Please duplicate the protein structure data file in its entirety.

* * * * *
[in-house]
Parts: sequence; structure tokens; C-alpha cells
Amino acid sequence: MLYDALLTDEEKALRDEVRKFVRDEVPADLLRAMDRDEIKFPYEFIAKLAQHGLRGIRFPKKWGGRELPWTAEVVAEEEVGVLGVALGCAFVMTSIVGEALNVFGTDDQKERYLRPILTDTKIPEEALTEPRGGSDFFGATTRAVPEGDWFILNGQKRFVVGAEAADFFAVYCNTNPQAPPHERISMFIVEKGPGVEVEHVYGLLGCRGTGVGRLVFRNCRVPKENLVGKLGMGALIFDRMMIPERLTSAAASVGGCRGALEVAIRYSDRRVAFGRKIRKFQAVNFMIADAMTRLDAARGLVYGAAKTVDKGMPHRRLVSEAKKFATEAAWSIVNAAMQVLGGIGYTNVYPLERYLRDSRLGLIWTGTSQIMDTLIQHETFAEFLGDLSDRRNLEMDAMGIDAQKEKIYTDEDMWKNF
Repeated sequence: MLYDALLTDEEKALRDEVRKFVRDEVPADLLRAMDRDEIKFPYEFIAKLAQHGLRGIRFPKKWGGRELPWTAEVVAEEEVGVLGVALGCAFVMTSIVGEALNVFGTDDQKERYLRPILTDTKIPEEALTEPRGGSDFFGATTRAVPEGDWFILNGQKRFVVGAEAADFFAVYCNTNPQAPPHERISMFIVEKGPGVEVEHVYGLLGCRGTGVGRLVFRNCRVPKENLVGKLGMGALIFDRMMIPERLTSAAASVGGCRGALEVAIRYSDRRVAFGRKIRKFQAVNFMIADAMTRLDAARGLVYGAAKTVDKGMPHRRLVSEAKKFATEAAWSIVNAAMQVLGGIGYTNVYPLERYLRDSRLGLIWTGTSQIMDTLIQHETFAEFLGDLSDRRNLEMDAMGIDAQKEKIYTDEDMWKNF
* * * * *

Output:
[in-house]
Parts: sequence; structure tokens; C-alpha cells
Amino acid sequence: MLYDALLTDEEKALRDEVRKFVRDEVPADLLRAMDRDEIKFPYEFIAKLAQHGLRGIRFPKKWGGRELPWTAEVVAEEEVGVLGVALGCAFVMTSIVGEALNVFGTDDQKERYLRPILTDTKIPEEALTEPRGGSDFFGATTRAVPEGDWFILNGQKRFVVGAEAADFFAVYCNTNPQAPPHERISMFIVEKGPGVEVEHVYGLLGCRGTGVGRLVFRNCRVPKENLVGKLGMGALIFDRMMIPERLTSAAASVGGCRGALEVAIRYSDRRVAFGRKIRKFQAVNFMIADAMTRLDAARGLVYGAAKTVDKGMPHRRLVSEAKKFATEAAWSIVNAAMQVLGGIGYTNVYPLERYLRDSRLGLIWTGTSQIMDTLIQHETFAEFLGDLSDRRNLEMDAMGIDAQKEKIYTDEDMWKNF
Repeated sequence: MLYDALLTDEEKALRDEVRKFVRDEVPADLLRAMDRDEIKFPYEFIAKLAQHGLRGIRFPKKWGGRELPWTAEVVAEEEVGVLGVALGCAFVMTSIVGEALNVFGTDDQKERYLRPILTDTKIPEEALTEPRGGSDFFGATTRAVPEGDWFILNGQKRFVVGAEAADFFAVYCNTNPQAPPHERISMFIVEKGPGVEVEHVYGLLGCRGTGVGRLVFRNCRVPKENLVGKLGMGALIFDRMMIPERLTSAAASVGGCRGALEVAIRYSDRRVAFGRKIRKFQAVNFMIADAMTRLDAARGLVYGAAKTVDKGMPHRRLVSEAKKFATEAAWSIVNAAMQVLGGIGYTNVYPLERYLRDSRLGLIWTGTSQIMDTLIQHETFAEFLGDLSDRRNLEMDAMGIDAQKEKIYTDEDMWKNF